We Are the Same
As some of the action partners from across the globe had not come, at that day, we were allowed to do something we wished such us sleeping for all day, sightseeing around New Delhi and talking and networking each other. I had decided to join those who would have a visit around the city as we would be busy and overwhelmed with that wonderful Kaleidoscope event of Oxfam International Youths Partnership program. Finally, my friend from my native land, I and an action partner form Librarian could form a small group and we started our journey to the city. I would say we all really got a great time experiencing the magnificent, interesting and diverse taste of India unless we faced and witnessed this issue.
Let me share you a story in which I myself was. Exactly! We three started our visit joyfully. However, throughout the way, I was very uncomfortable although it was not to me directly. When we three were on the roads of Delhi, my Librarian friend was being at the centre of attention. In my native land, when foreigners are seen, people usually look at them sternly and interestingly. I think, in some small communities, people are used to be interested to those who differ from them in terms of appearance. So, as were foreigners then, we may be interesting strangers for the local residents. However, as Myanmar and India are much closed neighboring countries, although we do not resemble each other exactly, our appearances are not so different.
As we were speaking in English, the local people knew we are strangers. They looked at us, whispered each other and giggled staring us. However, most of their behaviors were not to me and my fellow citizen and theirs were to our very lovely friends from Librarian. Obviously, as she is a member of African family, she possesses black skin. She was wearing their traditional costume. She was very apparent among us and she was quite easily to be visible in the crowd. We experienced that people were gazing us especially her, pointing to her and laughing at and talking.
The longer we were strolling, the more suffrage she occupied. When we had our lunch hungrily, she did not eat any food and she was crying. That was so upsetting experience for her. She is one of the very out spoken, cute, friendly and helpful women I have ever seen. So when I faced my partner was very disappointed, I was very nervous and overwhelmed and I did not think of the best way I could soothe her.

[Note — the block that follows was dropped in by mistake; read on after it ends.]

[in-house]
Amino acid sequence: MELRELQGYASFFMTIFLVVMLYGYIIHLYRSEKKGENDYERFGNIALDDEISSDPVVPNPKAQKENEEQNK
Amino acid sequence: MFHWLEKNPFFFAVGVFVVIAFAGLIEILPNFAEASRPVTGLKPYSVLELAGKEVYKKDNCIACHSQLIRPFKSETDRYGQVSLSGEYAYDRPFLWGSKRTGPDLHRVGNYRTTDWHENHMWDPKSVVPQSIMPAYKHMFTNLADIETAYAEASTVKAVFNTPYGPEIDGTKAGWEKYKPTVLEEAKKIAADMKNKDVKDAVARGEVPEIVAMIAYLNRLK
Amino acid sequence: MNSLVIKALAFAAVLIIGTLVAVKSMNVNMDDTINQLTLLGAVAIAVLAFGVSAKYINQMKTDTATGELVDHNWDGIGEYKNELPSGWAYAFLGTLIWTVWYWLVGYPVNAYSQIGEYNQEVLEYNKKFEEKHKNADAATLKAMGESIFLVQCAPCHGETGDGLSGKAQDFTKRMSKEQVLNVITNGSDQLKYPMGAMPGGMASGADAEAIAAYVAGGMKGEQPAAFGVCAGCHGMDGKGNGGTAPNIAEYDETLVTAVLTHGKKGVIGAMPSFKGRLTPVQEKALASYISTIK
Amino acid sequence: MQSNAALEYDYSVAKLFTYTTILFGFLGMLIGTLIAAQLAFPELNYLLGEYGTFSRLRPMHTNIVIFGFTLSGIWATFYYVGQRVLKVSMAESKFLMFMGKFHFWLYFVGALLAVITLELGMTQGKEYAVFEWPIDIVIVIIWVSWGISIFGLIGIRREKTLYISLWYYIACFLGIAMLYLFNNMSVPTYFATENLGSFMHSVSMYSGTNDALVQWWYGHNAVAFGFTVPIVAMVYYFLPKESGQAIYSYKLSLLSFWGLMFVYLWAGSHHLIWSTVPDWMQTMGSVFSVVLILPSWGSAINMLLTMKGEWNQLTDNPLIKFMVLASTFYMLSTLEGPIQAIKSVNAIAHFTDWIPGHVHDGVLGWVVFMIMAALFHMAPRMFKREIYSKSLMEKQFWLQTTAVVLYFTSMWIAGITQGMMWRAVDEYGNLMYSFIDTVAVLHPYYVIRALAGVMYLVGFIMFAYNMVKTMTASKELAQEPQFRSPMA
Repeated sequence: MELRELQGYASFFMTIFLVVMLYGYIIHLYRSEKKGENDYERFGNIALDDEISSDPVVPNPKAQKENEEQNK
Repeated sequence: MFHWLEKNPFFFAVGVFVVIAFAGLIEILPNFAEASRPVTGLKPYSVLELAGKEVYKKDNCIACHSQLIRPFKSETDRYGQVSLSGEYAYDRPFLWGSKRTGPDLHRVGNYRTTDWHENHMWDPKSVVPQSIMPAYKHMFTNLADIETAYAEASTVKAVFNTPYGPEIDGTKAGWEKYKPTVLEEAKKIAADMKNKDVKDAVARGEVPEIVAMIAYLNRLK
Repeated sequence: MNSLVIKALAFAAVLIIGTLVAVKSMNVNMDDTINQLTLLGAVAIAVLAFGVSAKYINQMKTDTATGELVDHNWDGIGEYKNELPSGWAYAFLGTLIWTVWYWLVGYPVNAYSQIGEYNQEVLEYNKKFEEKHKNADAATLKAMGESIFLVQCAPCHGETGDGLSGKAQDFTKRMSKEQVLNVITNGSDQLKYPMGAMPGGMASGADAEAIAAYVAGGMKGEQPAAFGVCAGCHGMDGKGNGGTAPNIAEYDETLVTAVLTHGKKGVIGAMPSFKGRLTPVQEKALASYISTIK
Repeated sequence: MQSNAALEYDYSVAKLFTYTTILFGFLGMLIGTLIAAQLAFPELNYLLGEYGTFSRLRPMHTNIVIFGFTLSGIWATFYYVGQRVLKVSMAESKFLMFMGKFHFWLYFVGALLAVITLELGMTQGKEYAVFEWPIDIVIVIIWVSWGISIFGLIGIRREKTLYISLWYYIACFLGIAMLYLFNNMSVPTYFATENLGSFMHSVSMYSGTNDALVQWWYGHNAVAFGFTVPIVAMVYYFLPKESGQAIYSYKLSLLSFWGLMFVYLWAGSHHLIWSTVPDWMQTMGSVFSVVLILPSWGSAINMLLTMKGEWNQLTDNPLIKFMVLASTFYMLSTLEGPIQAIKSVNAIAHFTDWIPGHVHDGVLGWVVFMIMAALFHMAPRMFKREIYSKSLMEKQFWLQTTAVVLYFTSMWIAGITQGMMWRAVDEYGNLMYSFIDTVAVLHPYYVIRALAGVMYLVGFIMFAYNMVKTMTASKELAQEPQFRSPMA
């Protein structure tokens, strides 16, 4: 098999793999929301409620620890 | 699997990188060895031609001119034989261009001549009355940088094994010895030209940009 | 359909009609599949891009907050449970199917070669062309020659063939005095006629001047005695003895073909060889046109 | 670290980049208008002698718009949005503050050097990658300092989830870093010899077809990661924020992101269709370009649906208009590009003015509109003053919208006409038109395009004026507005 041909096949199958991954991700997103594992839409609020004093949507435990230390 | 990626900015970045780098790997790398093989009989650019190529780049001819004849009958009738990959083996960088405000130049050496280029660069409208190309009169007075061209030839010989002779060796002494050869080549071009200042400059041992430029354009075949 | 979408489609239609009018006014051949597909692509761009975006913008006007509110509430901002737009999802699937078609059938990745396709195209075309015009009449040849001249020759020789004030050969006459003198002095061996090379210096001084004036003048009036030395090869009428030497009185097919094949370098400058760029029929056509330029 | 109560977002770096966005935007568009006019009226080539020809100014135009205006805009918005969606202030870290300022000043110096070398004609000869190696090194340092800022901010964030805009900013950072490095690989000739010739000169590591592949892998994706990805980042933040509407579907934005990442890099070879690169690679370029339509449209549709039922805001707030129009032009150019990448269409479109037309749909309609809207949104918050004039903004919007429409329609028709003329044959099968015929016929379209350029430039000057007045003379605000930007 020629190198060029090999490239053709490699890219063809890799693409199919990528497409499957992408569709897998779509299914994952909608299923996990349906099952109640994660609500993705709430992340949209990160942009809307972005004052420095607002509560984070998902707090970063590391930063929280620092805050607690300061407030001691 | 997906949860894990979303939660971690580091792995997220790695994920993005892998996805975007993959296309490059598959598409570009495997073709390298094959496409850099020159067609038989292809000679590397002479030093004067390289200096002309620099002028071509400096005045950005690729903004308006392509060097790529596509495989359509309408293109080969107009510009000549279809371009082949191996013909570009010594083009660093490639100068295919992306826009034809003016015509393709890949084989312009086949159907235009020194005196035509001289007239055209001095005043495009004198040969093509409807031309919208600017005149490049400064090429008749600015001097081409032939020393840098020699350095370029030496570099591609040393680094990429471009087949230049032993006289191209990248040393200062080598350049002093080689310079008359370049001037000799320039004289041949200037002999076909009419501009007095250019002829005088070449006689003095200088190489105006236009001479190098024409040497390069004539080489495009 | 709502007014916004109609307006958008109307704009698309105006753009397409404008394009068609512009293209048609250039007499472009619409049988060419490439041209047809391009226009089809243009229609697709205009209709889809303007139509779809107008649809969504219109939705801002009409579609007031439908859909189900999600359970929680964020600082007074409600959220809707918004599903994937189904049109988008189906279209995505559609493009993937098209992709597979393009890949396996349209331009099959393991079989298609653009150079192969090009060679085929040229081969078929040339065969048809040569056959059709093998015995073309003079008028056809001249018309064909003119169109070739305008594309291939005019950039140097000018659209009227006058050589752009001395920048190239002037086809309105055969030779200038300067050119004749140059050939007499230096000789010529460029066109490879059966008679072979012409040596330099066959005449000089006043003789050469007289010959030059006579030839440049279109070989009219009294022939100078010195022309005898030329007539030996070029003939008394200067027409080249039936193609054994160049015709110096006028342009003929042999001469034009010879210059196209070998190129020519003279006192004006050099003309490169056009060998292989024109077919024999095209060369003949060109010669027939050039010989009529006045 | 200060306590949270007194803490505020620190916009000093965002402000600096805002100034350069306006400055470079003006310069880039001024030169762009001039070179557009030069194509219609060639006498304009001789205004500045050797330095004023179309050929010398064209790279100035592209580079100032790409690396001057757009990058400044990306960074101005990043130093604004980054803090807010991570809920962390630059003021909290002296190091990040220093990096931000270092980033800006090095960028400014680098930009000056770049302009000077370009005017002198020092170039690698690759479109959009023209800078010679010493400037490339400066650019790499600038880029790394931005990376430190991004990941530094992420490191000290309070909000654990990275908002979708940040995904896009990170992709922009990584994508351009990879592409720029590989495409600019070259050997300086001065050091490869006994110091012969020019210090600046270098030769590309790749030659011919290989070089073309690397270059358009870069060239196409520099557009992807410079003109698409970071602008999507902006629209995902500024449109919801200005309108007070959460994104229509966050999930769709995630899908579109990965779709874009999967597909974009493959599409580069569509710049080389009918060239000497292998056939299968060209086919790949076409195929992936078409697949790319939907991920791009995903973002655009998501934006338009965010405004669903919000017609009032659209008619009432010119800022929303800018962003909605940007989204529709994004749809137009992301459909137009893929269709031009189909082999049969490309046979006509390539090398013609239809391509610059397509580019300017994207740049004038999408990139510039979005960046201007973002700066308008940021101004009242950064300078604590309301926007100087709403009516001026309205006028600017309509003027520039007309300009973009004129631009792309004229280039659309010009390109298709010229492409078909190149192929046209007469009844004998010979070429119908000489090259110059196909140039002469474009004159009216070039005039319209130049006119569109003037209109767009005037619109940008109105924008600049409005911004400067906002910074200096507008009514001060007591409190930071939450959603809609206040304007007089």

I believe that Indians do not have any intention to insult her or to make her suffer but she was very sad and she felt it is because of her dark skin and the place where she is from. However, one’s unintended behavior made another suffer. Although we could record a magnificent journey seeing India’s cultural wealth, diverse and interesting scenes, we all were pretty quiet and sad. Whenever I heard her sorrow words, I was also very unhappy. And the experience stimulated me and enlightened my thoughts.
I do not absolutely want to blame Indians and I understand human’s nature. None of them did not seem recognizing his or her behavior. I am not blaming my friends. Her suffering is not exactly because she is week and not tolerant. As we have experienced such kind of racism and discrimination in our life and in this world, some of the incidents may trigger our emotions and feelings.
It is not only the issue of India. It is not only the issue of Liberia. It is not only my suffering. It is not only your suffering. It is all of ours. It is the issue of the whole world. If we do not have any discrimination against race, sex, religious, age and so on, anyone of us will not have to be sad for who we are and where we are from. Asians and Europeans are not different in terms of human dignity. Africans and Australians have the equal rights to be respected. As a human being, we all are same. I wish we could reach a world where no one is discriminated, no one is violating, all are believed to be equal and everyone understand fundamental human dignity, rights and responsibilities.